Monday, August 27, 2012

Link roundup

1. Bond vs. Bourne explained at Metafilter:

Bond was a character that people in his era could identify with:

Think about how that works in the post war era. The office dwelling accountant/lawyer/ad man/salesman has an expense account. This covers some lunches at counters with clients , or maybe a few nice dinners. He flirts with the secretaries and receptionists and sometimes sleeps with them. He travels on business, perhaps from his suburb into Chicago, or from Chicago to Cleveland, or San Francisco to LA. His office issues him a dictaphone (he can't type) or perhaps a rolling display case for his wares. He has a work car, maybe an Oldsmobile 88 if he's lucky, or a Ford Falcon if he's not. He's working his way up to the top, but isn't quite ready for a management slot. He wears a suit, tie and hat every day to the office. If he's doing well he buys this downtown at a specialty men's store. If he's merely average, he picks this up at Macy's, or Sears if he's really just a regular joe. If he gets sick his employer has a nice PPO insurance plan for him.


Now look at Bond. He has an expense account, which covers extravagant dinners and breakfasts at the finest 4 star hotels and restaurants. He travels on business, to exotic places like Istanbul, Tokyo and Paris. He takes advantage of the sexual revolution (while continuing to serve his imperialist/nationalist masters) by sleeping with random women in foreign locations. He gets issued cool stuff by the office-- instead of a big dictaphone that he keeps on his desk, Bond has a tiny dictaphone that he carries around with him in his pocket! He has a work car -- but it's an Aston Martin with machine guns! He's a star, with a license to kill, but not management. Management would be boring anyways, they stay in London while Bond gets to go abroad and sleep with beautiful women. Bond always wears a suit, but they're custom tailored of the finest materials. If he gets hurt, he has some Royal Navy doctors to fix him right up.

In today's world, that organization man who looked up to James Bond as a kind of avatar of his hopes and dreams, no longer exists.

Who is our generations James Bond? Jason Bourne. He can't trust his employer, who demanded ultimate loyalty and gave nothing in return. In fact, his employer is outsourcing his work to a bunch of foreign contractors who presumably work for less and ask fewer questions. He's given up his defined benefit pension (Bourne had a military one) for an individual retirement account (safe deposit box with gold/leeching off the gf in a country with a depressed currency). In fact his employer is going to use him up until he's useless. He can't trust anyone, other than a few friends he's made on the way while backpacking around. Medical care? Well that's DIY with stolen stuff, or he gets his friends to hook him up. What kinds of cars does he have? Well no more company car for sure, he's on his own on that, probably some kind of import job. What about work tools? Bourne is on is own there too. Sure, work initially issued him a weapon, but after that he's got to scrounge up whatever discount stuff he can find, even when it's an antique. He has to do more with less. And finally, Bourne survives as a result of his high priced, specialized education. He can do things few people can do -- fight multiple opponents, hotwire a car, tell which guy in a restaurant can handle himself, hotwire cars, speak multiple languages and duck a surveillance tail. Oh, and like the modern, (sub)urban professional, Bourne had to mortgage his entire future to get that education. They took everything he had, and promised that if he gave himself up to the System, in return the System would take care of him.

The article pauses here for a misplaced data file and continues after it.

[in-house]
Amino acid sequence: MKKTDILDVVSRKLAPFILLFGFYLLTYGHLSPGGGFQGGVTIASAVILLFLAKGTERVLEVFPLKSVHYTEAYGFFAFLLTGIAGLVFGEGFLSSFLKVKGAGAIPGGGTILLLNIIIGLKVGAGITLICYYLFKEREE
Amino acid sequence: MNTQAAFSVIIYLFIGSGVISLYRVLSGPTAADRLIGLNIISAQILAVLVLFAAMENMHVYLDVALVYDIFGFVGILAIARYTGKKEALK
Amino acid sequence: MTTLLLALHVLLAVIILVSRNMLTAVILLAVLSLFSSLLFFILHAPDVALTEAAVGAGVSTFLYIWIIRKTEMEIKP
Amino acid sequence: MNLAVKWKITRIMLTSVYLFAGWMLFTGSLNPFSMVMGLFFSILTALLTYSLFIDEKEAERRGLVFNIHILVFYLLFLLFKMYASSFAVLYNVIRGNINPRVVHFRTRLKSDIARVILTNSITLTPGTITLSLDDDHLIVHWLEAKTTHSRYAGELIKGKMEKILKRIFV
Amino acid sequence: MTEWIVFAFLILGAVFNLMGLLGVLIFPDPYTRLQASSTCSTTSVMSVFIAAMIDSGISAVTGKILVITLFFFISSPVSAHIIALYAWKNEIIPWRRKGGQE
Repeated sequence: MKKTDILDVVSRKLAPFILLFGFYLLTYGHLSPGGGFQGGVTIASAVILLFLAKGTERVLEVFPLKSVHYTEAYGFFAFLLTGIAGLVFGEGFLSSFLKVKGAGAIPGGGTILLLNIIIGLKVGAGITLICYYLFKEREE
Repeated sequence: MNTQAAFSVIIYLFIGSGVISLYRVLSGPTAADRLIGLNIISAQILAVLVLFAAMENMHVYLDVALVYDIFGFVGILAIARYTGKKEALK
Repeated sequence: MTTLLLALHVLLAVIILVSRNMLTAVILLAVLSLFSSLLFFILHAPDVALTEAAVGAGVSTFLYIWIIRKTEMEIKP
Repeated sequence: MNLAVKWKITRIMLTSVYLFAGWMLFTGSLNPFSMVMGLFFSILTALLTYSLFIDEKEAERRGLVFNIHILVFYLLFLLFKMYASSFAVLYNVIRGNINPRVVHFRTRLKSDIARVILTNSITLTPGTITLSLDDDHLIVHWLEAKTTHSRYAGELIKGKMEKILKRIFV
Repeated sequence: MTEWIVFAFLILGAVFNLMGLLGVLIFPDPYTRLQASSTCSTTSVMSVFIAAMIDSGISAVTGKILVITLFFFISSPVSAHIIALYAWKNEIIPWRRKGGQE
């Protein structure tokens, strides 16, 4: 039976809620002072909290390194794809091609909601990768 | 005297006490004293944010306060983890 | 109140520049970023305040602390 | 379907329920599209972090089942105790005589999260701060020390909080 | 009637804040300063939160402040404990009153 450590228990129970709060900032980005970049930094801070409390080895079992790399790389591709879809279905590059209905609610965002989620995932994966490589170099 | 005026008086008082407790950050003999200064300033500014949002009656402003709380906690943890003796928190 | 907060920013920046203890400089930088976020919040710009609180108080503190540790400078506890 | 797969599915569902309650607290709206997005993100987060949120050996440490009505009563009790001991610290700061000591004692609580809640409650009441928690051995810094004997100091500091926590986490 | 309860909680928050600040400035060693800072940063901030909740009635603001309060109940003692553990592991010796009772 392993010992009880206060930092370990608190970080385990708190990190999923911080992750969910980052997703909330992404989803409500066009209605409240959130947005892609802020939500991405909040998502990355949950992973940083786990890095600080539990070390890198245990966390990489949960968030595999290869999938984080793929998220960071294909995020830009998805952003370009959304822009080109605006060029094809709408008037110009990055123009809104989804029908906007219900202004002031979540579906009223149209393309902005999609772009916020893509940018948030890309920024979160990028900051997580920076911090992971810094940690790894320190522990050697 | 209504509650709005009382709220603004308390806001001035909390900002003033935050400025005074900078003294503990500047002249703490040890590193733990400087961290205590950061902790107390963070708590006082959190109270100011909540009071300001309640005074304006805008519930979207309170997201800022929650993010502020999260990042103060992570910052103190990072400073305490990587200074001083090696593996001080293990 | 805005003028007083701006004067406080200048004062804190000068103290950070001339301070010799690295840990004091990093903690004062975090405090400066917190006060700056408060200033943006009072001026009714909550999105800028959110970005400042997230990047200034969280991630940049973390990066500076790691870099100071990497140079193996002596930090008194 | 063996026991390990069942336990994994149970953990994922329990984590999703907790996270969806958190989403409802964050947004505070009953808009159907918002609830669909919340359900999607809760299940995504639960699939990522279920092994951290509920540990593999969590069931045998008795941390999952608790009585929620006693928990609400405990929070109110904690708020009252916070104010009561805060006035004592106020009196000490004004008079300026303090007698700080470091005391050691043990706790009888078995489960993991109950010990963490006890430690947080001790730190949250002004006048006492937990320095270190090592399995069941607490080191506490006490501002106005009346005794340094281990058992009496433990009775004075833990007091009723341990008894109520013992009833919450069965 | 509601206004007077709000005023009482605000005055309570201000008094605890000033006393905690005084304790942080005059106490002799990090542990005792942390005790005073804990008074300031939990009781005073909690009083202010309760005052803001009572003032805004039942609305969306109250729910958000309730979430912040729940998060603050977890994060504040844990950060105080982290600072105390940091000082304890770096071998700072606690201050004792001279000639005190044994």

It turned out to be a lie.

We're all Jason Bourne now.
Via.

2. A very specific fail compilation at Youtube - - girls in bikinis falling and/or breaking things.

3. New toys available for preorder at Entertainment Earth: plush Captain Caveman, Ice King splat toy.

1 comment:

  1. I take issue with the Bond/Bourne comparison.

    I realize that most people's conception of Bond is based on the films, and this description is fairly apt in describing the character as we've come to know him on the big screen. But that was not the way that Ian Fleming wrote Bond.

    He was very much the "everyman" who enjoyed juicing the company for the occasional extravagance, the expensive hotel, the fancy rental car and tuxedo, all in the name of maintaining his cover.

    The Aston Martin was his own, a restoration job, impeccably cared for and maintained, and often referred to as his single greatest indulgence.

    When not on the company's expense, he kept things very basic and simple, he was entirely utilitarian.

    At his core, Bond was someone who met most of the criteria listed here for Bourne. A self-made man who was often beyond the reach of the resources of the Crown when on assignment. And while he trusted the handful of employers to whom he directly reported, he was constantly wary of those he encountered in the field, regardless of where they claimed allegiance.

    It's a shame that in the films Bond became such tool of the plutocracy and a bloated caricature of the straightforward man's man he was written to be.

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